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McKee v. Wilson

Supreme Court of North Carolina
Oct 1, 1882
87 N.C. 300 (N.C. 1882)


(October Term, 1882.)

Slander — Infamous Offence.

1. In slander, it must appear from the complaint that the libellous matter in respect to the plaintiff's conduct in office, and actionable only by reason therefor, was written while he was holding such office.

2. To constitute oral slander, the words must impute to the plaintiff the commission, of an infamous offence.

3. An offence is infamous, where the conviction and punishment for its commission, involve moral turpitude and social degradation. A misdemeanor punishable only by fine or imprisonment is not infamous.

(301) CIVIL ACTION tried on complaint and demurrer at July Special Term, 1882, of GASTON Superior Court, before Gudger, J.

The complaint consists of a series of counts or causes of action separately stated, and imputes to the defendant the utterance of slanderous words, both written and spoken, concerning the plaintiff, whereof the first and second charged the publication in the Gastonia Gazette of the libellous matter therein set out, and the others with verbal defamation.

As explanatory of the meaning and application of such words, the complaint alleges that the plaintiff was sheriff of the county of Gaston from the 31st day of July, 1868, until the 2nd day of September 1872, and as such, collector of the public taxes during that period, including those levied for the last mentioned year, and that they were intended to charge, and do charge, (varying somewhat in phraseology in the different averments but in import substantially the same) the plaintiff with dishonesty and fraud in his settlement with the proper county officer of the taxes so collected, withholding a part thereof and corruptly appropriating the same to his own use.

It is not deemed necessary to set out in terms the defamatory language imputed in the several enumerated causes of action, since the essential charge in each is of corrupt and dishonest conduct in the office of tax-collector in failing to account for, and internationally withholding moneys so collected and due the county, and fraudulently applying them to his personal use.

The defendant put in his answer to the two causes of action containing charges of the libellous publications, and demurred to the other causes of action imputing verbal slander, assigning as the grounds thereof:

1. That the words do not impute an infamous crime.

2. That it is not averred that the words were spoken of the plaintiff while in the exercise of his office.

3. The offence charged is barred by the statute to limitations (302) and no prosecution will lie therefor.

4. There is no allegation of special damage.

The court on the hearing overruled the demurrer and allowed the defendant time to answer, from which judgment the defendant appealed.

Messrs. Bynum Grier, for plaintiff.

Mr. G. F. Bason and Hoke Hoke, for defendant.

It is well settled on authority that words spoken of a person in respect to his office or employment and actionable only by reason thereof, must be spoken, while he is holding such office or pursuing such employment, and not afterwards. 1 Stark, on Slander, 123. "It must appear," says the writer, when the words were spoken of a barrister or physician, "that he practiced as such at the time the words were spoken," and to the same effect is 5 Wait Act. and Def., 742.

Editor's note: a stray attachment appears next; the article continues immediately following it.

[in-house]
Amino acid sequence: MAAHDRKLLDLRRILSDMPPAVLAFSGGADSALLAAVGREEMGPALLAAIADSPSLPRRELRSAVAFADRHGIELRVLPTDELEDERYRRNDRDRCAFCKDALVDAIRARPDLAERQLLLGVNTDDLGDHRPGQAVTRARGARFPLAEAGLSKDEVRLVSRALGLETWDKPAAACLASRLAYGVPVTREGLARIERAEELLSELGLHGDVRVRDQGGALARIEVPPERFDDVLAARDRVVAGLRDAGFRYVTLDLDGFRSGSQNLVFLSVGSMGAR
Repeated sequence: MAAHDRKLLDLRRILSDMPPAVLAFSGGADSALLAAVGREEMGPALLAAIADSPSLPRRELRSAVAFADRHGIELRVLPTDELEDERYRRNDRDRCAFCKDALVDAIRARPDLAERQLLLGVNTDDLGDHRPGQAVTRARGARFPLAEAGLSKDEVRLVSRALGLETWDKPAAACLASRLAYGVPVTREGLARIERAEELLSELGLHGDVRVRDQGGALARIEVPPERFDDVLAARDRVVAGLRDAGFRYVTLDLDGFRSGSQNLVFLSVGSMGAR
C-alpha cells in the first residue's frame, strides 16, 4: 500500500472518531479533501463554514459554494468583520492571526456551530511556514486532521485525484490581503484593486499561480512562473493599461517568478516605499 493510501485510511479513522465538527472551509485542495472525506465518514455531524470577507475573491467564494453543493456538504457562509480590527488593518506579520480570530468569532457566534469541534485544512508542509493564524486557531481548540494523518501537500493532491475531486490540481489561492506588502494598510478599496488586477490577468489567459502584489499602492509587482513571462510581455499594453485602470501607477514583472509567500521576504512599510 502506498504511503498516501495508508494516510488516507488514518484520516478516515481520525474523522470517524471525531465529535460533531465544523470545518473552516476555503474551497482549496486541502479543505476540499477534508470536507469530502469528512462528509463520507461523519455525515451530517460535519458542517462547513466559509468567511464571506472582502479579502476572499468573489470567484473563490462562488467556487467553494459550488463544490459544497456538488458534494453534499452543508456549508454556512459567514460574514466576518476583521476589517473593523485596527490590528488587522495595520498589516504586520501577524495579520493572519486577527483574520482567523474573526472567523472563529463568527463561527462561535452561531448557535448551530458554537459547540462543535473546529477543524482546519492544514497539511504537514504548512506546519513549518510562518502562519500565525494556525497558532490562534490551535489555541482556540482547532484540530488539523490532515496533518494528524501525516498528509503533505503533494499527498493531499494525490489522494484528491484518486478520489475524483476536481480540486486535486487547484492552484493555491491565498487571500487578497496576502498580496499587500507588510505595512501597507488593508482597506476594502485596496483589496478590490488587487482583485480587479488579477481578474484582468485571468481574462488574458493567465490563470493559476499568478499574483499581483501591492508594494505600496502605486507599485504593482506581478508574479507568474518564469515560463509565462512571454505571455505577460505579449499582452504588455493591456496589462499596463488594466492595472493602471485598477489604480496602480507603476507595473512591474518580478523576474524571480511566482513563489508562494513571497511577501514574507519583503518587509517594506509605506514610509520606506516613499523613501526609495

This is expressly ruled as a correct statement of the law in Edwards v. Howell, 32 N.C. 211; Collis v. Malin, Cro. Chas., 282; Ferevard v. Adams, 7 Wend., 204.

2. To constitute oral slander, the words must impute to the plaintiff the commission of an infamous offence, an offence the conviction and punishment whereof involves moral turpitude and social degradation. The malversation in office, that is, the corrupt and fraudulent failure to account for and pay over the public taxes, is declared to be punishable as for a felony by imprisonment in the penitentiary by the act of 1868-69, ch. 74, secs. 35 and 38, while by the subsequent act of 1871-72, ch. 49, secs. 38 and 41, the same offence is made a misdemeanor to be punished by fine or imprisonment. This enactment took effect on January 17th, 1872, and covers any defalcation that occurred during the last years of the office. Ibid. Sec. 21.

(303) If this latter statute does not annual the preceding act, being in pari materia, the complaint does not show to which period off time the imputed official misconduct is to be referred, and therefore it cannot be seen that an offence higher than a misdemeanor is charged, and such a charge is clearly higher than a misdemeanor is the authorities, when only a fine or imprisonment can be imposed. Says DANIEL, J., delivering the opinion in Skinner v. White, 18 N.C. 471; "It seems to us that the rule laid down by LORD HOLT, that the words, if true, must not only subject the party to imprisonment but an infamous punishment, is the rule in this state." See also Shipp v. McGraw, 7 N.C. 463; Brady v. Wilson, 11 N.C. 93.

There is error and the judgment must be reversed. This will be certified that the action may proceed in the court below.

Error. Reversed.

Cited: Harris v. Terry, 98 N.C. 134; Gudger v. Penland, 108 N.C. 599; Barnes v. Crawford, 115 N.C. 77; Gattis v. Kilgo, 128 N.C. 424; Beck v. Bank, 161 N.C. 206; Hadley v. Tinnin, 170 N.c. 86; Elmore v. R. R., 189 N.C. 671; Oates v. Trust Co., 205 N.C. 16 Scott v. Harrison, 215 N.C. 430; S. v. Surles, 230 N.C. 276.

Summaries of

McKee v. Wilson

Supreme Court of North Carolina
Oct 1, 1882
87 N.C. 300 (N.C. 1882)
Case details for

McKee v. Wilson

Case Details


Court:Supreme Court of North Carolina

Date published: Oct 1, 1882


87 N.C. 300 (N.C. 1882)

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